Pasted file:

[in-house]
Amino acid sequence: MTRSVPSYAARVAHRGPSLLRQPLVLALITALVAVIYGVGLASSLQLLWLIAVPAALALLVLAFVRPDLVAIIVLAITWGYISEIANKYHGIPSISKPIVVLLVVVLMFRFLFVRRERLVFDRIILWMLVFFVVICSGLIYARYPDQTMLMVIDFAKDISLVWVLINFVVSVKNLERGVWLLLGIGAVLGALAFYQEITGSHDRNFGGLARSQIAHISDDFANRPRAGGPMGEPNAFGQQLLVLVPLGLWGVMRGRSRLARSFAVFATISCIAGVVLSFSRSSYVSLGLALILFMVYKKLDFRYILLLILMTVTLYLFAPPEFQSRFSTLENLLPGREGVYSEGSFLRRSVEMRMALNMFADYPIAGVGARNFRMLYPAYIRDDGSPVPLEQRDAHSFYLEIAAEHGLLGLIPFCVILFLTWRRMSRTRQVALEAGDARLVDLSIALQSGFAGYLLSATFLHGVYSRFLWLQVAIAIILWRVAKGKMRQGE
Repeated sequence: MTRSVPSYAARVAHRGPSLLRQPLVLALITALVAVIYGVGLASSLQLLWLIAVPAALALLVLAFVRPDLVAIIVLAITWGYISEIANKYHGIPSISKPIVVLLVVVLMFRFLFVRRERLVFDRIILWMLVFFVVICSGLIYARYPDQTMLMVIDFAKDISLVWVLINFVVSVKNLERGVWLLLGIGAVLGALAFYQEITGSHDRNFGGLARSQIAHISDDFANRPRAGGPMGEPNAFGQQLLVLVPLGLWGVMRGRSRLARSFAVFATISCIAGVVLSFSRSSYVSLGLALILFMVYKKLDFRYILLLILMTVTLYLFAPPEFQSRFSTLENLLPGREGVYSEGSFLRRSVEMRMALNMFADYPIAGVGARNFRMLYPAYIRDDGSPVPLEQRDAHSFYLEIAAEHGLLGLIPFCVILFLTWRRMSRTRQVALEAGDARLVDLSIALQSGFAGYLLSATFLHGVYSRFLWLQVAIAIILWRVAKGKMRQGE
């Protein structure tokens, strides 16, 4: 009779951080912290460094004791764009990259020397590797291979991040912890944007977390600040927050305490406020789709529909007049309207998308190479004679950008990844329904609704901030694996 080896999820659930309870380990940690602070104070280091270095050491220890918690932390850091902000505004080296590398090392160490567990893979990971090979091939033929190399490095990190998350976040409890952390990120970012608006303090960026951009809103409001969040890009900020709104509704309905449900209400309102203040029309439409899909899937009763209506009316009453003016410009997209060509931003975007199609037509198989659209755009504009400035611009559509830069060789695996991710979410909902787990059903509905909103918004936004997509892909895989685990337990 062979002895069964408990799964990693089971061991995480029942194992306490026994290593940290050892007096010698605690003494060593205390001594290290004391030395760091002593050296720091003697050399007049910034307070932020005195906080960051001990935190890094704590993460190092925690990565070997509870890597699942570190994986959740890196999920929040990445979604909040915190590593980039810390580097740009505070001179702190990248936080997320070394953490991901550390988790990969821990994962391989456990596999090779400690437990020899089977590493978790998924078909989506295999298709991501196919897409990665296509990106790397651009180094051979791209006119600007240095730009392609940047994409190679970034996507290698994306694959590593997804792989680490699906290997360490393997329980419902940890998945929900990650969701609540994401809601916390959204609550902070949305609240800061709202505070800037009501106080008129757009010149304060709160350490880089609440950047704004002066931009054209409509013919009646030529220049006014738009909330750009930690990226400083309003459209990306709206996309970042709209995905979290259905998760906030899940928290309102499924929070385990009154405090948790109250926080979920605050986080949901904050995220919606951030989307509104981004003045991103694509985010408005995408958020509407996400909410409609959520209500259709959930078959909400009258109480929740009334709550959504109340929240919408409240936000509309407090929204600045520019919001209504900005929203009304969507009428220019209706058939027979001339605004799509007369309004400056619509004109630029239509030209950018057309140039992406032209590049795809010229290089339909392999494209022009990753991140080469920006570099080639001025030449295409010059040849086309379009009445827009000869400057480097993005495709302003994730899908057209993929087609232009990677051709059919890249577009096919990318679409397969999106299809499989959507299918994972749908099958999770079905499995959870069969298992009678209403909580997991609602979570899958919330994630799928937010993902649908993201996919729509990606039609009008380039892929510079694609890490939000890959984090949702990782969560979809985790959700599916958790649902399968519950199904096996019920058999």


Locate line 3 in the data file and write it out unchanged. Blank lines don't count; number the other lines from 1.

Repeated sequence: MTRSVPSYAARVAHRGPSLLRQPLVLALITALVAVIYGVGLASSLQLLWLIAVPAALALLVLAFVRPDLVAIIVLAITWGYISEIANKYHGIPSISKPIVVLLVVVLMFRFLFVRRERLVFDRIILWMLVFFVVICSGLIYARYPDQTMLMVIDFAKDISLVWVLINFVVSVKNLERGVWLLLGIGAVLGALAFYQEITGSHDRNFGGLARSQIAHISDDFANRPRAGGPMGEPNAFGQQLLVLVPLGLWGVMRGRSRLARSFAVFATISCIAGVVLSFSRSSYVSLGLALILFMVYKKLDFRYILLLILMTVTLYLFAPPEFQSRFSTLENLLPGREGVYSEGSFLRRSVEMRMALNMFADYPIAGVGARNFRMLYPAYIRDDGSPVPLEQRDAHSFYLEIAAEHGLLGLIPFCVILFLTWRRMSRTRQVALEAGDARLVDLSIALQSGFAGYLLSATFLHGVYSRFLWLQVAIAIILWRVAKGKMRQGE